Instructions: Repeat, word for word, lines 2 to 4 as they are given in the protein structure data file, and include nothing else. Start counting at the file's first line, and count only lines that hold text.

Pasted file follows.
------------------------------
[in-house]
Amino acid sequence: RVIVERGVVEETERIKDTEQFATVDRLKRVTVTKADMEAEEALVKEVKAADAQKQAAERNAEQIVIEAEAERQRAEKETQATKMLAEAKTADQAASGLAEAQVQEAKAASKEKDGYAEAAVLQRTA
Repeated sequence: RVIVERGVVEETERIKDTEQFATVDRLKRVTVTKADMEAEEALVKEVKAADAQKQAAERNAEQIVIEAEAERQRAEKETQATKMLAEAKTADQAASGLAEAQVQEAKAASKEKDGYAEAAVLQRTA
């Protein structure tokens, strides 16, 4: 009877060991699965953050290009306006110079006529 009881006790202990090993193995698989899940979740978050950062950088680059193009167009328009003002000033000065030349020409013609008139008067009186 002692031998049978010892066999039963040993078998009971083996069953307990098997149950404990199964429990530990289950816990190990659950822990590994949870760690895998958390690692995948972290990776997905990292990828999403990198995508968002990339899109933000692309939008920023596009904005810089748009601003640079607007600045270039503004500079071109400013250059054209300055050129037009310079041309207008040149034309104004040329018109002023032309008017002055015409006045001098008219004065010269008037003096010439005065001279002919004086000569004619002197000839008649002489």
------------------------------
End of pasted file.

Amino acid sequence: RVIVERGVVEETERIKDTEQFATVDRLKRVTVTKADMEAEEALVKEVKAADAQKQAAERNAEQIVIEAEAERQRAEKETQATKMLAEAKTADQAASGLAEAQVQEAKAASKEKDGYAEAAVLQRTA
Repeated sequence: RVIVERGVVEETERIKDTEQFATVDRLKRVTVTKADMEAEEALVKEVKAADAQKQAAERNAEQIVIEAEAERQRAEKETQATKMLAEAKTADQAASGLAEAQVQEAKAASKEKDGYAEAAVLQRTA
């Protein structure tokens, strides 16, 4: 009877060991699965953050290009306006110079006529 009881006790202990090993193995698989899940979740978050950062950088680059193009167009328009003002000033000065030349020409013609008139008067009186 002692031998049978010892066999039963040993078998009971083996069953307990098997149950404990199964429990530990289950816990190990659950822990590994949870760690895998958390690692995948972290990776997905990292990828999403990198995508968002990339899109933000692309939008920023596009904005810089748009601003640079607007600045270039503004500079071109400013250059054209300055050129037009310079041309207008040149034309104004040329018109002023032309008017002055015409006045001098008219004065010269008037003096010439005065001279002919004086000569004619002197000839008649002489």